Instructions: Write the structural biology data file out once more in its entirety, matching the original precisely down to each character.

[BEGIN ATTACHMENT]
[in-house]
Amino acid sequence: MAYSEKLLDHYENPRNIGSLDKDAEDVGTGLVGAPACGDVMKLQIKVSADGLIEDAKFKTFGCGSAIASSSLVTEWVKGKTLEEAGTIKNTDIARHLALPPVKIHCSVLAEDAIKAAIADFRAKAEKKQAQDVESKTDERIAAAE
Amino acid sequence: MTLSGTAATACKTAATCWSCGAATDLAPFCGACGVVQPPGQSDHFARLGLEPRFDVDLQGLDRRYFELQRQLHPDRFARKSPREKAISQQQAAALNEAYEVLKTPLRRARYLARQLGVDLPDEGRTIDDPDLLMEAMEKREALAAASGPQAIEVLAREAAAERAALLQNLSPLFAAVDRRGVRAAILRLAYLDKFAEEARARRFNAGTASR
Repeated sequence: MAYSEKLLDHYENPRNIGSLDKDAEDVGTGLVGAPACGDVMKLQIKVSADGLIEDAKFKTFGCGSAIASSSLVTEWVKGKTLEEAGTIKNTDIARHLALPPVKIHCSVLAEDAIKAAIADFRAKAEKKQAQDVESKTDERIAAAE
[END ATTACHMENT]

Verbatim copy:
[in-house]
Amino acid sequence: MAYSEKLLDHYENPRNIGSLDKDAEDVGTGLVGAPACGDVMKLQIKVSADGLIEDAKFKTFGCGSAIASSSLVTEWVKGKTLEEAGTIKNTDIARHLALPPVKIHCSVLAEDAIKAAIADFRAKAEKKQAQDVESKTDERIAAAE
Amino acid sequence: MTLSGTAATACKTAATCWSCGAATDLAPFCGACGVVQPPGQSDHFARLGLEPRFDVDLQGLDRRYFELQRQLHPDRFARKSPREKAISQQQAAALNEAYEVLKTPLRRARYLARQLGVDLPDEGRTIDDPDLLMEAMEKREALAAASGPQAIEVLAREAAAERAALLQNLSPLFAAVDRRGVRAAILRLAYLDKFAEEARARRFNAGTASR
Repeated sequence: MAYSEKLLDHYENPRNIGSLDKDAEDVGTGLVGAPACGDVMKLQIKVSADGLIEDAKFKTFGCGSAIASSSLVTEWVKGKTLEEAGTIKNTDIARHLALPPVKIHCSVLAEDAIKAAIADFRAKAEKKQAQDVESKTDERIAAAE